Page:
Energy companies reviewed Scottish Power
Scottish Power is part of the Iberdrola Group, a Spanish company that operates in 40 countries. It is one of the UK’s largest energy companies, supplying energy to around 5.2 million customers.
Scottish Power generates its own energy too, through coal, gas and hydro-electric power stations.
See how Scottish Power compares on price with your current deal by finding the cheapest gas and electricity with Which? Switch.
Scottish Power customer score
The supplier comes 17th out of 18 energy companies rated by 9,404 members of the public in the annual Which? customer survey - the biggest of its kind.
Scottish Power customer
Very difficult to even contact them
The table below shows the breakdown of its score from the survey carried out in September and October 2014, which included the responses of 974 Scottish Power customers. Find out how Scottish Power compares with other energy companies in best and worst energy companies.
|Scottish Power survey results|
|Area of performance||Star rating|
|Value for money|
|Bills (accuracy and clarity)|
|Dealing with complaints|
|Helping you to save energy|
Scottish Power energy prices
Following the fall in wholesale energy prices, on 20 January 2015 Scottish Power announced a 4.8% price cut with effect from 20 February. The cut is equivalent to a £33 reduction to the average annual gas bill.
Scottish Power raised gas prices by 8.5% and electricity prices by 9% in December 2013.
It was the fourth energy company to announce price rises in October 2012, introducing average increases of 7% for both gas and electricity prices. Back in January 2012, it was the last of the ‘big six’ suppliers to announce it would lower gas prices by 5%.
The graph below shows how Scottish Power’s prices changed over a three-year period.
Scottish Power in the news
In September 2015, Scottish Power came last in a Which? survey of 100 best and worst brands for customer service, with a customer service score of 59%.
On 4 March 2015, Scottish Power was hit with a 12-days sales ban after failing to resolve customer complaints, and missing Ofgem's targets to sort them by the end of November. Scottish Power was also warned to improve the speed of answering customer calls and reduce the amount of late bills.
On 22 October 2013 Scottish Power was fined £8.5m by the regulator Ofgem for providing misleading information through its doorstep and telesales agents between October 2009 and January 2012. If you think you might have been affected, you could claim compensation by calling Scottish Power on 0800 074 0362.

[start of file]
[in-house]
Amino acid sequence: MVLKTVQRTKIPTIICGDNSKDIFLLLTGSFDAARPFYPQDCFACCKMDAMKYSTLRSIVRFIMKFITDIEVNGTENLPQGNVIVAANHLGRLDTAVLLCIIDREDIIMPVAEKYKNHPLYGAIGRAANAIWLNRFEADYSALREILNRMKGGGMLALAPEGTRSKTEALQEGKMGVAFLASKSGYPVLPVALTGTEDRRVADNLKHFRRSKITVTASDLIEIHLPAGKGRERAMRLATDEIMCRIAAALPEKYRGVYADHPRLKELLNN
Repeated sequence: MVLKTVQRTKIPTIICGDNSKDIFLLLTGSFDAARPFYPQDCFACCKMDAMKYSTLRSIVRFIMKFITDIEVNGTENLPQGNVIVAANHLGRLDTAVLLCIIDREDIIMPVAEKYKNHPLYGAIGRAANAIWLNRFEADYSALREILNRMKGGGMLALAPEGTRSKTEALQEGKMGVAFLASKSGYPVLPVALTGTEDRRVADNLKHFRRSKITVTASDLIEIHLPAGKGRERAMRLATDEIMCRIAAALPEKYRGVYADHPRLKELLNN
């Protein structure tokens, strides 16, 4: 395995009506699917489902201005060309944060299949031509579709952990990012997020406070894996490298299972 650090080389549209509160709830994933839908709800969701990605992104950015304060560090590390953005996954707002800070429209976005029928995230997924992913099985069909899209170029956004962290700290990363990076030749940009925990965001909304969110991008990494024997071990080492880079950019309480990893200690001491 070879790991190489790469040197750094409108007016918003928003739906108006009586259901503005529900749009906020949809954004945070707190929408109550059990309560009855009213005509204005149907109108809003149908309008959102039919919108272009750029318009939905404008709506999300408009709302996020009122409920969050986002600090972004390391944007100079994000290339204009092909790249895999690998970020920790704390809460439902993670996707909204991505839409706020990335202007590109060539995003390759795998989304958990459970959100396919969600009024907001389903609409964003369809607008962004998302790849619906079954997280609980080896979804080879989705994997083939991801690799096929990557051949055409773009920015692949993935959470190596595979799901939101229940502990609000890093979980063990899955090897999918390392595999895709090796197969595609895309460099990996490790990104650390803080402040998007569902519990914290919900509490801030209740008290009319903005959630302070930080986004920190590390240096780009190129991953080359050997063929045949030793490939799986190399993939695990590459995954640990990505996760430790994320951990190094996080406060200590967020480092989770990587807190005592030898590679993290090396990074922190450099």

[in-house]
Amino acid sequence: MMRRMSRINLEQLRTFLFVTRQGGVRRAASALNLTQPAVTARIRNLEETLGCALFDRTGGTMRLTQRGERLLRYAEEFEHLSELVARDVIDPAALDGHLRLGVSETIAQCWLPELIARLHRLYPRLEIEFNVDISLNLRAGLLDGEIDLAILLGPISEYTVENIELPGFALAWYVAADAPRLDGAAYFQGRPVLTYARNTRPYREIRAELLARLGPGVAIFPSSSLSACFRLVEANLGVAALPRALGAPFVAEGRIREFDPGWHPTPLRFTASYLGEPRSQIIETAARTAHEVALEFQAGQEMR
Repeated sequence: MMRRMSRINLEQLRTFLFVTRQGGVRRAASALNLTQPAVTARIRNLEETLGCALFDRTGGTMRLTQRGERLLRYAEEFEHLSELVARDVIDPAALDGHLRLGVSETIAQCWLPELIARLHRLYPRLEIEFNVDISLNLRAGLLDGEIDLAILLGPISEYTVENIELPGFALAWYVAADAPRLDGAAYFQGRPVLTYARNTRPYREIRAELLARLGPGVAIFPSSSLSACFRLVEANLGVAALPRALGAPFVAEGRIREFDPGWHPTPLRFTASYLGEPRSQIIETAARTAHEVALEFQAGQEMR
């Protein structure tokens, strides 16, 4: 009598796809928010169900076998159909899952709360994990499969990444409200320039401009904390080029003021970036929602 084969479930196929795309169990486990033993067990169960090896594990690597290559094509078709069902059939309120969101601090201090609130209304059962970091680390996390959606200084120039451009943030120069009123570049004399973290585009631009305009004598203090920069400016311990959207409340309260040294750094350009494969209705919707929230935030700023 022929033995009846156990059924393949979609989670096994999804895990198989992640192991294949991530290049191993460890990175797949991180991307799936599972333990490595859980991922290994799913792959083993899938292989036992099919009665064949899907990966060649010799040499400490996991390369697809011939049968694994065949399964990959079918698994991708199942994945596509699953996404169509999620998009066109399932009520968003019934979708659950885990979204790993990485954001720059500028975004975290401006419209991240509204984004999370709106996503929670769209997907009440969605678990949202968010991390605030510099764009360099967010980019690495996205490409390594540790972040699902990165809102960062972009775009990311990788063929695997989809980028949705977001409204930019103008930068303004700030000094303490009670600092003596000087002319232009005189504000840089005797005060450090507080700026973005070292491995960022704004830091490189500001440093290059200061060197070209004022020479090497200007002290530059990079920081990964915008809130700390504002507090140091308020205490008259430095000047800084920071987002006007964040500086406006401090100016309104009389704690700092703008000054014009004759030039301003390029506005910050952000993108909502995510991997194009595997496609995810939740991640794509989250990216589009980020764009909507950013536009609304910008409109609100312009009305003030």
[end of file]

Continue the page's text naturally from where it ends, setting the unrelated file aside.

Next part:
Only two days later, it announced an average price rise of 8.6%, effective from 6 December.
Scottish Power had the joint lowest number of complaints received per 1,000 customers in the final quarter of 2012 of the big six, according to data published in February 2013. It had an average of 14, along with competitor SSE. However, 68% of its complaints were resolved the same day or the next working day, compared with 75% of SSE’s. All of the big six suppliers published the comparable data following changes made by Ofgem, after Which? campaigning.
In 2012, Which? praised Scottish Power for helping customers compare prices more easily by giving them better access to their up-to-date energy usage history. Customers with an online account can use Scottish Power's website to request the data, which they receive in a spreadsheet.
We were pleased to hear that Scottish Power decided not to pursue the development of its venue sales - where energy advisers use supermarkets or shops to sign up new customers - following discussions with Which?. We have concerns about how some of these sales are taking place and have asked all energy suppliers to review their practices. Scottish Power responded very positively.
In May 2014, Scottish Power had to pay £750,000 following an investigation by the regulator Ofgem which found that the supplier did not have a robust process in place to assess the cost of different payment types. This means that some customers might have been overcharged for paying with a certain payment method.
Scottish Power has had a hard year. It came last in our call waiting investigation, with an average waiting time of 30 minutes for customer service, but only a minute for its sales line. It was told by Ofgem to improve the way it treats customers and reduce the number of outstanding bills it hadn’t sent, or face a sales ban. And the number of complaints it receives is steadily going up.
However, it offers one of the cheapest fixed deals on the market.
Pros: Competitive fixed deal, no exit fees
Cons: Poor customer service